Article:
Not having a return ticket

This hack might sound a bit sketchy but it’s 100% legal and legit. A few countries, such as Peru, New Zealand, UK, United States, Philippines, Indonesia or Brazil, require documented proof that you have either a return ticket or proof of onward travel. However, if you are not sure for how much time you want to stay in one of these countries, or if you are backpacking and just want to see where life takes you, you might not want to buy an expensive return ticket that you will probably not even use.

To avoid that, you can buy a real flight ticket for around 10 euro which is valid for 72h and you’ll find these on pages such as bestonwardtickets for example. They provide real reservations from a legit travel agency; ideal for digital nomads, virtual entrepreneurs, and perpetual travellers.

Bonus: acquiring an onward ticket can also be used as a supporting document for a visa application to the country you’re travelling to.

Losing money in exchange transactions

Travelling to a country where they have a different currency? Changing your money at the airport is the surest way to lose money in exchange transactions. The rates and fees are generally much higher at the airport, which is why we prefer to pay everything with our cards and withdraw cash at our final destination (we use cards like Revolut or N26).

If you still think it’s better to have a bit of cash on hand once you arrive, and have no other option than to change it at the airport, try to only change a small amount of cash - just enough to get you through your first day or even just to your hotel. You can exchange the rest of your money at a bank, or withdraw local currency from an ATM.

Don’t be too ambitious

One of the most common mistakes is creating an overambitious itinerary, especially when travelling to a new country. Usually, we want to see and do everything on our first visit,\ but sometimes that’s just not possible.

This is especially common when we are on the other side of the world, like in Southeast Asia. We create our itineraries according to the distance. Although we typically check Google Maps to see how far things are, we sometimes don’t consider the method or transport, or even getting stuck in peak hour traffic!

Back home, it might take us less than 1 hour to travel 100kms while going 100km/h. But depending on the traffic and road conditions, in other places, this could take you 4 hours! So do a little bit of research before, be flexible and don't create crazy expectations.

Also, what often happens for non-Europeans visiting Europe for the first time is that they want to see lots of cities in a short amount of time - 2 days in Paris, 3 days in Barcelona, 1 night in Amsterdam, a quick stop to London and then 3 more days in Lisbon.

That might sound great, but what it really means is that every day or two you’re packing up and moving again. You won’t be able to take in the city and enjoy it to the fullest. You’ll just end up running around trying to see the sights while failing to properly experience any of them.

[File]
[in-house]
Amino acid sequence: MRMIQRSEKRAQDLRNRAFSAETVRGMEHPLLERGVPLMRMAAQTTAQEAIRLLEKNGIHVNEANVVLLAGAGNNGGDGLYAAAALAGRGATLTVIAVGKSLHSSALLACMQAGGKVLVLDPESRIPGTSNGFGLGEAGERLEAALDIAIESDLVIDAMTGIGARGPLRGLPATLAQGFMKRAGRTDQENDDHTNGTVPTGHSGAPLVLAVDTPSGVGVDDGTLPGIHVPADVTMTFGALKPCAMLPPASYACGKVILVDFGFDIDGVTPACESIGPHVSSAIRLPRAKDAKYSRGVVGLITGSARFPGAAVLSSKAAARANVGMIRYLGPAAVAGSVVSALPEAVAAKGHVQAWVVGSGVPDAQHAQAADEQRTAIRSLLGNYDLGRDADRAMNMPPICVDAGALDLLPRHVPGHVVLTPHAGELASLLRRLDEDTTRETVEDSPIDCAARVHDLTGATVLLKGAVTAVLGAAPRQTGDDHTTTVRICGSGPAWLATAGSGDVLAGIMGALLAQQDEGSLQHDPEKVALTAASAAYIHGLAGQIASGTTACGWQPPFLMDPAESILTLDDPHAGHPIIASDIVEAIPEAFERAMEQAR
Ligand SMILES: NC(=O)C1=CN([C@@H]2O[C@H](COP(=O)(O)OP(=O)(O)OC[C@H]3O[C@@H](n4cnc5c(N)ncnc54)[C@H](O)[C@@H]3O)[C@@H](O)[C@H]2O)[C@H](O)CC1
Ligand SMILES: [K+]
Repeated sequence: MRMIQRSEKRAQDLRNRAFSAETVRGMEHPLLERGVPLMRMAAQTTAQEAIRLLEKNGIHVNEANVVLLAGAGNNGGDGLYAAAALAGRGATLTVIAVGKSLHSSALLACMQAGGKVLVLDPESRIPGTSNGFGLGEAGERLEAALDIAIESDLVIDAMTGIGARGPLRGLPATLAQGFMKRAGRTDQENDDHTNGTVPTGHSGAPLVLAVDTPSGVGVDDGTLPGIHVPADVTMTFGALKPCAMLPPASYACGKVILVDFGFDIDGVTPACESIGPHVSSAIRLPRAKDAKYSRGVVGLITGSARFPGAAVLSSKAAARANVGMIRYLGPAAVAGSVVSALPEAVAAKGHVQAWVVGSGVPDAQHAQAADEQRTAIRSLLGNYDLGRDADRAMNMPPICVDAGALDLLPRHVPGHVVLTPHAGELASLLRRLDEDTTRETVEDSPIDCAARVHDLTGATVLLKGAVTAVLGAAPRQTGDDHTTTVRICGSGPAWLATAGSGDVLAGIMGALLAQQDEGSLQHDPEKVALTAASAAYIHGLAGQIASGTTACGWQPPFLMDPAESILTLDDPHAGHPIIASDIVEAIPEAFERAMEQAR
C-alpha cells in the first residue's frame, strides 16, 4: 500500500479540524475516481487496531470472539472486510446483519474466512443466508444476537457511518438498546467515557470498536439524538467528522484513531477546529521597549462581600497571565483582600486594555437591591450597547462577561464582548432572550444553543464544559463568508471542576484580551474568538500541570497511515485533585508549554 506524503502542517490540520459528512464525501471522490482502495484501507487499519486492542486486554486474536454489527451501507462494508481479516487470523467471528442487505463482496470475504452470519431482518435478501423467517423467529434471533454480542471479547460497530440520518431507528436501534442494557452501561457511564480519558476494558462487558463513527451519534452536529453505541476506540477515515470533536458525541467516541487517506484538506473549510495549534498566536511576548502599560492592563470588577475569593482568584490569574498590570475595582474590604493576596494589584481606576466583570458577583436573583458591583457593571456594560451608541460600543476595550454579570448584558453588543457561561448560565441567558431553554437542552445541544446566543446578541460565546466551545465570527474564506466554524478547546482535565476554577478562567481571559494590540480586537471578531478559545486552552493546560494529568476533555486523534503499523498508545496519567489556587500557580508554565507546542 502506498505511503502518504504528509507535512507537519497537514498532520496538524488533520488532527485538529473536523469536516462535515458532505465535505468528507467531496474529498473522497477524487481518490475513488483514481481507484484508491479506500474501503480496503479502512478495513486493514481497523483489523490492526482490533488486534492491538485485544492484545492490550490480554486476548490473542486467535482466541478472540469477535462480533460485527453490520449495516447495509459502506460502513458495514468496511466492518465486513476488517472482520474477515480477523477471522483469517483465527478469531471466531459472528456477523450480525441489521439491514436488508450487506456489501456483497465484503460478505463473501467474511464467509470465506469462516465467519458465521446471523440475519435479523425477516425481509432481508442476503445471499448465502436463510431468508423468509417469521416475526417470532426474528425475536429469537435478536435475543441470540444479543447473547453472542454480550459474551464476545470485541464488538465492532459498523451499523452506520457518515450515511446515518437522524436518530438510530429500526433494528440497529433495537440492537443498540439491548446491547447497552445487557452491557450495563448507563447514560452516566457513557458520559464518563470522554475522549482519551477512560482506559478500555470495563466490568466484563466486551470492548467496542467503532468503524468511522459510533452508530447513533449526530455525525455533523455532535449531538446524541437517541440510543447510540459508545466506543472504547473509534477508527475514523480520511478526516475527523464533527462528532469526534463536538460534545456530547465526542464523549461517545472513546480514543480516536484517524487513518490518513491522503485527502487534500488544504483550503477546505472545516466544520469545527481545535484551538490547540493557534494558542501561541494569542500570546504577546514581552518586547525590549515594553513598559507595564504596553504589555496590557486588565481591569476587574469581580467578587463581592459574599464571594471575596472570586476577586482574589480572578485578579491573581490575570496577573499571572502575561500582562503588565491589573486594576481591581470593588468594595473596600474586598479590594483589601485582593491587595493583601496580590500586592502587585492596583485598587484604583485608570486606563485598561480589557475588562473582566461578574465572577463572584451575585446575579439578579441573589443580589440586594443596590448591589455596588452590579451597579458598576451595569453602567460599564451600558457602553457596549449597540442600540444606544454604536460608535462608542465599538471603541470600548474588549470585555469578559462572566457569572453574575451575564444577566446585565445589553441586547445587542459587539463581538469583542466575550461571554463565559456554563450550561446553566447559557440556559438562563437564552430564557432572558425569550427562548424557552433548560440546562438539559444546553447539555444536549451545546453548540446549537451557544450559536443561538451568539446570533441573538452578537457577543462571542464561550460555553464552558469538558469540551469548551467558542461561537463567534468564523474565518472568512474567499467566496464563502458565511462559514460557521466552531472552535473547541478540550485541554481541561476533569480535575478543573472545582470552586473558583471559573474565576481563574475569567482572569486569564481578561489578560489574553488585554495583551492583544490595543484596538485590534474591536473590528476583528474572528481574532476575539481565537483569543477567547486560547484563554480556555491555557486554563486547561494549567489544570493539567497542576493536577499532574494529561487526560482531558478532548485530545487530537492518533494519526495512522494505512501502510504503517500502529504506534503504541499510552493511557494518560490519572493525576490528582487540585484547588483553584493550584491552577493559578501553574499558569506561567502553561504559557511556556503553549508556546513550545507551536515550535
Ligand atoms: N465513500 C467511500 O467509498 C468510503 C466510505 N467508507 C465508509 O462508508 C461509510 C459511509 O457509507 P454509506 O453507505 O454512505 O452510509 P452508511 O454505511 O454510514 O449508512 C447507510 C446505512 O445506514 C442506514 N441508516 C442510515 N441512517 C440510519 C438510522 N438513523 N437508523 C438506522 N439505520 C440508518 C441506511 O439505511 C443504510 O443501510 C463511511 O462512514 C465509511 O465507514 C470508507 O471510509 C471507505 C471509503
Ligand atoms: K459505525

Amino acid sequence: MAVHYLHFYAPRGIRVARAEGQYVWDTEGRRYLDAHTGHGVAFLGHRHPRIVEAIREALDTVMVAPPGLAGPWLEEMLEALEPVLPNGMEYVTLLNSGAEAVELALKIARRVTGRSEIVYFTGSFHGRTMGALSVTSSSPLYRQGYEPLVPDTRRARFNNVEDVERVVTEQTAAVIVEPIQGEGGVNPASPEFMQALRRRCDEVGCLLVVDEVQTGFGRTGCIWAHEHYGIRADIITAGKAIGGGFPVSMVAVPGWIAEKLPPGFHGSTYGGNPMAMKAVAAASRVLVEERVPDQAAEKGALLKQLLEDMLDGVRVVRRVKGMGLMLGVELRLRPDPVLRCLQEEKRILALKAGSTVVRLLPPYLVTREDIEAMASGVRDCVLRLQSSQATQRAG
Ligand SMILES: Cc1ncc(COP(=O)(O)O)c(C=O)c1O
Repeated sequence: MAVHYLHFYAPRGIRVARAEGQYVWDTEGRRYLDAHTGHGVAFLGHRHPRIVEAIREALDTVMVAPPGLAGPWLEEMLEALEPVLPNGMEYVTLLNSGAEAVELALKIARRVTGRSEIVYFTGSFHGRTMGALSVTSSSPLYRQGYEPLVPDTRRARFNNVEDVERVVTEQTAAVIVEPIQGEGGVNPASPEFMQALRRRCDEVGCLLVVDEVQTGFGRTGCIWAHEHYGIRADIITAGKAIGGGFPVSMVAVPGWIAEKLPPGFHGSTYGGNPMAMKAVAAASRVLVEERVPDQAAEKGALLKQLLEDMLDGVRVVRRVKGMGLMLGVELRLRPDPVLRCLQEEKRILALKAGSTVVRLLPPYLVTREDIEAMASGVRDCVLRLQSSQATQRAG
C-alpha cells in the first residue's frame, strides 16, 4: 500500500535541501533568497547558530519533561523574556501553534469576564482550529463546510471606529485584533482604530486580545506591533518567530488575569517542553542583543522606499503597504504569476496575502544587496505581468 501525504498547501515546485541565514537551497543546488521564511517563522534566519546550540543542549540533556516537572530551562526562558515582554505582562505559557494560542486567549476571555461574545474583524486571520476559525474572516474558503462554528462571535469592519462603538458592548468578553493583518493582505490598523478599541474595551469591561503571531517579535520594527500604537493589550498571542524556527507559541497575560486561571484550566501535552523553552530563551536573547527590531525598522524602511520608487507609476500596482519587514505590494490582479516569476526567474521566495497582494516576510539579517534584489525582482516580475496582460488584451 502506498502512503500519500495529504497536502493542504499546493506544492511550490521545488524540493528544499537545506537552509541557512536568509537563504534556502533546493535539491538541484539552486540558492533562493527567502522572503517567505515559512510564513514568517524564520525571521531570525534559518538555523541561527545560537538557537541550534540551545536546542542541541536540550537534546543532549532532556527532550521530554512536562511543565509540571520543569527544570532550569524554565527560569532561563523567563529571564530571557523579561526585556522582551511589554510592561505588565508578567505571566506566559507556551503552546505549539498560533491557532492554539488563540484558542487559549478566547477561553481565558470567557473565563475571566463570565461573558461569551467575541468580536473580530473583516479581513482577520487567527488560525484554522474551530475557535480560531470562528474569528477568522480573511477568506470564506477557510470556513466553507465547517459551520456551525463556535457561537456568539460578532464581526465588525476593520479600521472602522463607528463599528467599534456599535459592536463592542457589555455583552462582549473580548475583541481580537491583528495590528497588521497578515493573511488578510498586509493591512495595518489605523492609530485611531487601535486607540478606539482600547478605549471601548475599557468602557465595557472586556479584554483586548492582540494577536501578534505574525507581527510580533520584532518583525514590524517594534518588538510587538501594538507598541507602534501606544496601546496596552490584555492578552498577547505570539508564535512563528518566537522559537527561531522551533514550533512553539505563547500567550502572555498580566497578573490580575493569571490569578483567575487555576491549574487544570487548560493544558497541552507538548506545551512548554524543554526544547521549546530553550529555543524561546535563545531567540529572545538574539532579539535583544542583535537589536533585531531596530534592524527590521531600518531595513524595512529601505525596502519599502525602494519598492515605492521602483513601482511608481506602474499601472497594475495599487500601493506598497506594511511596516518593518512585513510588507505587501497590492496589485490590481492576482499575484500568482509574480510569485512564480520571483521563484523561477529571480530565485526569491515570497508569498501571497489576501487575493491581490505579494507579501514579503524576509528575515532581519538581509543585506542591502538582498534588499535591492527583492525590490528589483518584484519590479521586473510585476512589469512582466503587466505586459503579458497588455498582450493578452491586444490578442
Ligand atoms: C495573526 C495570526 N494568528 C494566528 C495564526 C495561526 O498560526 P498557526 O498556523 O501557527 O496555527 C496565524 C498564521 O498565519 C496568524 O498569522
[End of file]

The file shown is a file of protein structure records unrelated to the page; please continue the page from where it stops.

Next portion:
Instead of trying to “see it all”, slow down, and allow yourself the chance to really explore a city. You can always visit the rest another time.

Having all your money in one single place

Maybe you’ve heard of the saying “don't put all your eggs in one basket”. Well, this couldn’t be more true, especially when it comes to carrying money and other valuables. Avoid having too much cash with you, and store it in various safe places. In the worst-case scenario that someone tries to rob you, or if you misplace your purse, you won’t lose everything you have. 

Leaving belongings behind

Every trip must come to an end (just like this blog post) and that’s why the last mistake you should avoid is: don’t leave any belongings behind. Before checking out, make sure you don't forget any of your documents in a drawer or the safe, or anywhere else in the hotel! Do you have your passport, ID, drivers license, your credit cards, phone, computer, AirPods, chargers?

I could make a long list of everything I've accidentally left behind just because I didn’t take the time to double-check my hotel room, train or aeroplane seat pocket. But in this case, prevention is the best protection for this rookie mistake and in my opinion, you have 2 options.

First, after you’ve finished using a personal item, put it right back in your bag. Make this a rule. Anything you touch has to go right back to where you took it from. If you continue this habit all through your trip, you’ll avoid leaving items at the airport, hotel rooms, or anywhere else you go!

Option number two is to have a checklist of the most important items and always check it before you leave. It’s easy to get distracted while travelling, so it’s really important to follow these rules - even better if you use both methods combined, just to be extra safe!

And that completes my Travel 101 blog post. I hope these tips were helpful for those of you who aren’t experienced traveller!